After Chantilly last year, Dior chose to present their Cruise Collection in Marrakesh, in El Badi Palace’s gorgeous surroundings. A collection that highlights African artisans and craftsmanship mixed with Dior’s codes.To nourish her creative process, Maria Grazia Chiuri met the anthropologist Anne Grosfilley, a writer and research specialist in wax materials, who, through her book, explores the origins of this textile that celebrates diversity by reuniting cultures through a ‘common ground’.Also, focus on the work of Mr. Pathé O from Burkina Faso, the well-known designer of Nelson Mandela’s shirts, residing in Abidjan for more than 30 years and defender of made in Africa!Interview with Anne Grosfilley:This collaboration with the Dior house started with the book Wax & co that Maria Grazia Chiuri read. What interested her primarily was the discovery that women used wax as a form of non-verbal communication. The idea was to work the wax in a way that has never been done before. She wanted to economically engage with Africa as well as having a human commitment, so in February we went to Uniwax together. She wanted to know and understand the whole process as it’s a very high quality product. She did not want to use existing designs; she wanted to create new ones which she called a conversation, a dialogue. Therefore, we have made a collection that is completely African and made in Africa, but which isn’t too literal, and this is its strength.Interview with Monsieur Pathé O:She came with her team to our factory, and they saw the work that we do and the materials that we use. They then saw the photo of me with President Mandela, and when she discovered that I had dressed him, she was quite impressed, she then watched the work that we do.To pay tribute to President Mandela, we needed to create a fabric using a slightly different design, that’s why we decided to use a unique colour that we call “moucheté” (mottled) that they liked. We made it blue and placed a photo of Mandela on the back so the shirt pays tribute to Mandela by Pathé O. I met him twice, and at the end he told me that “the Africa of tomorrow will belong to the creators of wealth”, and I asked him “What does creator of wealth mean?”, and he said, it’s those people who make things with their hands which will develop Africa. It was produced in an African factory by African workers and now, the Africans will receive credit, of course it will be sold throughout the world but above all it came from Africa and this is the real benefit for us.Music from the show (for use only in context of the show, under cover of the right to information).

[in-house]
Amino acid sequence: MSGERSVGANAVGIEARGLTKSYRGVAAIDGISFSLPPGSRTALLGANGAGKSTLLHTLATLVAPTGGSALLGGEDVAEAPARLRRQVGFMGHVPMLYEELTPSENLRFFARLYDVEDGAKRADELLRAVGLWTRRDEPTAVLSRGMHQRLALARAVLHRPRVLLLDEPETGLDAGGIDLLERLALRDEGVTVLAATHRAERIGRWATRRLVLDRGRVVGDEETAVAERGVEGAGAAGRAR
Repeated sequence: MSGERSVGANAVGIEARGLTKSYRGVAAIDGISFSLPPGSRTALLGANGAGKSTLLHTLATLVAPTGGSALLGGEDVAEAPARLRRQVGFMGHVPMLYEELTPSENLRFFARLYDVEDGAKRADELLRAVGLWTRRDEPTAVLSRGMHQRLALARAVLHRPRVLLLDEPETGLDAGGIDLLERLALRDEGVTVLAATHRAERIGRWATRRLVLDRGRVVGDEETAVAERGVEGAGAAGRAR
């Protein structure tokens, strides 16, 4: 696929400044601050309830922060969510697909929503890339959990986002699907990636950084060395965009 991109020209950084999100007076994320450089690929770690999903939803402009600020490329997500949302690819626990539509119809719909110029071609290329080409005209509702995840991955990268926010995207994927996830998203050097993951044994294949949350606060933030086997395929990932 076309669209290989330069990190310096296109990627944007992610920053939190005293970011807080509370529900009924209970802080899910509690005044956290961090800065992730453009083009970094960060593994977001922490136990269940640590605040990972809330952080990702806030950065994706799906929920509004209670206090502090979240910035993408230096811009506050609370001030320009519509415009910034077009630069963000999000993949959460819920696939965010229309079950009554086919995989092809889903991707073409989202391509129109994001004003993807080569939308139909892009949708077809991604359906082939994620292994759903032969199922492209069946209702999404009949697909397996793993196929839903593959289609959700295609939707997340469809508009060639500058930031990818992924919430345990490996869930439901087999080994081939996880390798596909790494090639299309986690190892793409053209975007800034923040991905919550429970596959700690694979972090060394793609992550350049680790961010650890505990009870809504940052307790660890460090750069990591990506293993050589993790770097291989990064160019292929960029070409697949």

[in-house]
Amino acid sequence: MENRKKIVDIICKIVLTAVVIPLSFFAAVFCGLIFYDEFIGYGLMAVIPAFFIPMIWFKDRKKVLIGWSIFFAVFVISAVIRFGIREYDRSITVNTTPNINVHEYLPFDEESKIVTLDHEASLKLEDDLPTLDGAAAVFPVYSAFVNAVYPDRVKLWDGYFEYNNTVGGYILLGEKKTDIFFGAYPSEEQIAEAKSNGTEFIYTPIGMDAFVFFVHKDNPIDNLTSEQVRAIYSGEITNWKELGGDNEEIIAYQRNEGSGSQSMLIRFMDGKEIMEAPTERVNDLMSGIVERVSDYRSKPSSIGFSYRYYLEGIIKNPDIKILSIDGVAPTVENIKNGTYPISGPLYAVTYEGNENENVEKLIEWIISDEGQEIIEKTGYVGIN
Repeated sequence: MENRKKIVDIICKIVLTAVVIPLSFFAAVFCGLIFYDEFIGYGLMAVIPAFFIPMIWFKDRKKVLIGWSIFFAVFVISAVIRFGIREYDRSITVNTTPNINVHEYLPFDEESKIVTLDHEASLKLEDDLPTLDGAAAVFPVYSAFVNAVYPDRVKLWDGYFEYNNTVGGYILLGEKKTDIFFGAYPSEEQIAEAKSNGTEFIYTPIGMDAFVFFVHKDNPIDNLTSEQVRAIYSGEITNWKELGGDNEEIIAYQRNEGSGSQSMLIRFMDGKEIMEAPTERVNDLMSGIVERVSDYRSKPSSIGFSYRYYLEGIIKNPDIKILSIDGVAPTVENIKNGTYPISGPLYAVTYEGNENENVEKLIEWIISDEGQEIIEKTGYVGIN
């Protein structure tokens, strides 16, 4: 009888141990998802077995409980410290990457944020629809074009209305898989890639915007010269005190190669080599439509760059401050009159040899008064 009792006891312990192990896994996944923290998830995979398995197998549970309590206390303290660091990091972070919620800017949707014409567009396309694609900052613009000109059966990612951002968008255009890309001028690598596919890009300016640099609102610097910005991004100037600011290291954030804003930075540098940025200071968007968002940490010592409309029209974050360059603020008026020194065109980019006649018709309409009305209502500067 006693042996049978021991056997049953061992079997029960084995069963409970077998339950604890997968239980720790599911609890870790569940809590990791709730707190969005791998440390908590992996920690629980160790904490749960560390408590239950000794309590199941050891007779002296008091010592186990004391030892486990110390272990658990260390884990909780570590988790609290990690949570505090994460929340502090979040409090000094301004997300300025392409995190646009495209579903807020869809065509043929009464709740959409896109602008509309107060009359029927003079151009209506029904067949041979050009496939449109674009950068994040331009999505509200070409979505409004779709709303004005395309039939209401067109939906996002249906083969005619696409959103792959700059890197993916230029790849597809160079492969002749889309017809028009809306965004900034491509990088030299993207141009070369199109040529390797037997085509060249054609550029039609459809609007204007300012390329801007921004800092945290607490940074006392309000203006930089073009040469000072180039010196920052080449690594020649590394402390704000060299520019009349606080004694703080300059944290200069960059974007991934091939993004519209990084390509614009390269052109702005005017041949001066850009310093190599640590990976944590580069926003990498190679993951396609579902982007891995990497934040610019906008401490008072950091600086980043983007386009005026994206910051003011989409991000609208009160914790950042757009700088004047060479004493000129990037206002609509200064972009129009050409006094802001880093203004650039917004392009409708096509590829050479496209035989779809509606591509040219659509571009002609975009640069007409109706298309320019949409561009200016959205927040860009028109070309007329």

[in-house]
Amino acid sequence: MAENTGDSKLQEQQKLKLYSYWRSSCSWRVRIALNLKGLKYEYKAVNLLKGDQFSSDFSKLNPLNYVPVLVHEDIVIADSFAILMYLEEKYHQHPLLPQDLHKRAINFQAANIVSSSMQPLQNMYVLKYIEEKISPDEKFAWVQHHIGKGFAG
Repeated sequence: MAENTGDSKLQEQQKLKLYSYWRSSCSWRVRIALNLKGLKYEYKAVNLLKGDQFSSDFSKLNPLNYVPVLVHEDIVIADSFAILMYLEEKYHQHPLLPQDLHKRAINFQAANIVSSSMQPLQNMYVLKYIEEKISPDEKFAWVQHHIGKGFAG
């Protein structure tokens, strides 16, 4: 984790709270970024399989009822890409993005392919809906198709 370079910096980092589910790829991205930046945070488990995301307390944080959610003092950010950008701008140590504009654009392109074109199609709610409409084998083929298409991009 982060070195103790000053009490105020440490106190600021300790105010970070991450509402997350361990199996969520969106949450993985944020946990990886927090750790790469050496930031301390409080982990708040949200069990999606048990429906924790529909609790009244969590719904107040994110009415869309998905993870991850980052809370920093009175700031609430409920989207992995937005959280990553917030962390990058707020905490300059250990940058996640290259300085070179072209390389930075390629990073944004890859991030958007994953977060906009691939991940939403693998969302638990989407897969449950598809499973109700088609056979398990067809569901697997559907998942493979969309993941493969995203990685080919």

Cruise Collection: Dior brings made in Africa to the limelight!
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